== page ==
Kariba South Hydro Power Station project, which is expected to feed 150 megawatts (MW) into the national grid, is expected to be completed by December next year, while several other Zesa Holdings projects are also on course to be finalised.
Zesa Holdings stakeholder relations manager, Fullard Gwasira said talks on the financing of the Hwange extension project and Harare Thermal Power Station were also expected to be completed next month, before commencement of works.
“Repowering works at Bulawayo Thermal Power Station have reached pre-qualification stage, with qualifying bidders having been identified by the India Export Import Bank. Procurement stages are expected to be completed by August 2017, while works on site are expected to commence between the third and fourth quarter of 2017,” he said.
Gwasira said the Kariba South Hydro Power Station was now 62% complete and it was anticipated that the first 150MW would be injected into the national grid December next year.
A further 150MW would be added to the grid by March 2018.
Meanwhile, Zimbabwe owes $30 million in power imports to regional power utilities that supply the country with electricity and this could threaten power supplies, as it will fail to access power from the region.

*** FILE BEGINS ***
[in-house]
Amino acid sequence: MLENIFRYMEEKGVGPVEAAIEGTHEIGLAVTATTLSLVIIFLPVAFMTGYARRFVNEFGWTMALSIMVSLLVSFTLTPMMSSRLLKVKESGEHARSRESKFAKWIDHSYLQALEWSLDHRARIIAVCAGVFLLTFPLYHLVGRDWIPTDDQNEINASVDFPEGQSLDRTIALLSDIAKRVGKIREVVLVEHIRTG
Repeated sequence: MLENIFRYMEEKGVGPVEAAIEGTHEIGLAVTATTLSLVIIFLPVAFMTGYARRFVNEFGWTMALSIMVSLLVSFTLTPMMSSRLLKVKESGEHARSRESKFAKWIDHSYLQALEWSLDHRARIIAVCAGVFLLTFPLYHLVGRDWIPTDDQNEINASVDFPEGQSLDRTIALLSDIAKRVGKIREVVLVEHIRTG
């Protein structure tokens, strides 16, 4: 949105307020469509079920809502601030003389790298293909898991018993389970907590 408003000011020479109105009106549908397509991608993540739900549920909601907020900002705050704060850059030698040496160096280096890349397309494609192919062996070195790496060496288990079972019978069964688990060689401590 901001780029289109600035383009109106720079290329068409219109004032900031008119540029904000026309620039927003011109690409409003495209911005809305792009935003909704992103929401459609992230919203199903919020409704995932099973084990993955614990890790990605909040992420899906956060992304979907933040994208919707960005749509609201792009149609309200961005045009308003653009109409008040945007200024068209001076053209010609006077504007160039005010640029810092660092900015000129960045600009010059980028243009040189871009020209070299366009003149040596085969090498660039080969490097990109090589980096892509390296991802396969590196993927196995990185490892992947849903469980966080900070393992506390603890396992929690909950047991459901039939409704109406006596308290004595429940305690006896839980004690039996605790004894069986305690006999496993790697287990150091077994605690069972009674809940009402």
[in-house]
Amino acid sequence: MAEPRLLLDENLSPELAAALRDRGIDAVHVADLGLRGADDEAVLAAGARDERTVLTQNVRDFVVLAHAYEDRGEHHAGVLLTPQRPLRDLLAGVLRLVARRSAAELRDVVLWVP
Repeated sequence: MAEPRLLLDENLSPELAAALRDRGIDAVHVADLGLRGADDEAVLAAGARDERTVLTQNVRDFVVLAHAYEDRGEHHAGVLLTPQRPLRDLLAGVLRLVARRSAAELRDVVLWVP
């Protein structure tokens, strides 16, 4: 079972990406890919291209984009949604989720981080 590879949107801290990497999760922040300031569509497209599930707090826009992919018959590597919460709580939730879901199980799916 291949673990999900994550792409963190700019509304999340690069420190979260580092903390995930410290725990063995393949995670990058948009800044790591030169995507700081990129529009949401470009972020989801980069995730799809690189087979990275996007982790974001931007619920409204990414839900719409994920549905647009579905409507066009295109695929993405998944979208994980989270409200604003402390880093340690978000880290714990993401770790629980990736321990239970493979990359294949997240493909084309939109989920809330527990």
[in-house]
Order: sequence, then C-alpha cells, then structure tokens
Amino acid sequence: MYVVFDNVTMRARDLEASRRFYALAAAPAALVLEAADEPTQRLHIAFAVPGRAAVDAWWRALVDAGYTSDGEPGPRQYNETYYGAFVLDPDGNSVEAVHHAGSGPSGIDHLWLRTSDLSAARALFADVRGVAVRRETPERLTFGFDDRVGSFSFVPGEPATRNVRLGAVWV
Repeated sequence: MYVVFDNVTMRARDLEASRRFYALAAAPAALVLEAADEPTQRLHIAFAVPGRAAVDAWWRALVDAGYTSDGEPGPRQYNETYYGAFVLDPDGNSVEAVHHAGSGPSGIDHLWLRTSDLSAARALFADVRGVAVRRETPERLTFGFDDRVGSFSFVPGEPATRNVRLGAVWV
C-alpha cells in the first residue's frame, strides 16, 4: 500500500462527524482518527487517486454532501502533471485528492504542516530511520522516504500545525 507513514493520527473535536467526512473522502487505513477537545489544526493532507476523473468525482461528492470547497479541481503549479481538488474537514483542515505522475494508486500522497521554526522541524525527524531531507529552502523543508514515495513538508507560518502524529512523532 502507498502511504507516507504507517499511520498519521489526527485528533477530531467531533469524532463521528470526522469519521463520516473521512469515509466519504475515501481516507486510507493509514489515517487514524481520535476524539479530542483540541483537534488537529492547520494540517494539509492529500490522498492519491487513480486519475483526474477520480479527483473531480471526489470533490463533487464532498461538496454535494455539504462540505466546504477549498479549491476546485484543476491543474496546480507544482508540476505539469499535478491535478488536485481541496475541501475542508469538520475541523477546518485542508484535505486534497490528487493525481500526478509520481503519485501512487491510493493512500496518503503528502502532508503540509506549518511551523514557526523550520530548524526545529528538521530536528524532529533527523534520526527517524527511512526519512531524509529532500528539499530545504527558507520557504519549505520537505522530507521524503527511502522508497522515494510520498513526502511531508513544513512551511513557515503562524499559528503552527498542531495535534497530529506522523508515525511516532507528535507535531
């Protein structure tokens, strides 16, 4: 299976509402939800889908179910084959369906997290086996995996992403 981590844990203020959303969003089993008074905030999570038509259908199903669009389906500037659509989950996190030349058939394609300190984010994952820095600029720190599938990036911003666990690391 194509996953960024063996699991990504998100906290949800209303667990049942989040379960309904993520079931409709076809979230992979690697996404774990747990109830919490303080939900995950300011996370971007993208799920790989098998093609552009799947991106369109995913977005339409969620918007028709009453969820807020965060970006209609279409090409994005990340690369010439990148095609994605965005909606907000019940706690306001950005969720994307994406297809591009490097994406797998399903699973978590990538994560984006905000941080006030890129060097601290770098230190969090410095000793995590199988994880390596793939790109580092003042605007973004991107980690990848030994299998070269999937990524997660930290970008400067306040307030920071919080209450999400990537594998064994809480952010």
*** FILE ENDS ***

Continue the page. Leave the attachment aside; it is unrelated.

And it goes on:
The power utility owes $23m to South Africa’s Eskom and $7m to Hydro Cahora Bassa of Mozambique, who provide power to the country on power purchase agreement and on a firm basis, respectively.
“The Zimbabwe Electricity Transmission and Distribution Company (ZETDC) is getting 50MW firm supplies and ZETDC is taking steps to settle the arrears in order to avert load shedding. ZETDC is aggressively implementing revenue collection strategies in order to pay the debt of about $7m,” Gwasira said.
ZETDC also has an agreement to buy up to 300MW from Eskom.
“We have not been making timeous settlements of the import bill due to lack of access to foreign currency. However, ZETDC is in constant dialogue with the supplier over the matter and have shared with them positive steps that are being taken to settle arrears.”
Failure by the power utility to pay the money that it owes for power imports might result in exports being reduced, as they are being produced with the imported power.
The country has been characterised by a depletion of nostro accounts. It has been difficult for individuals and companies to make foreign payments due to the cash crisis in the banking sector.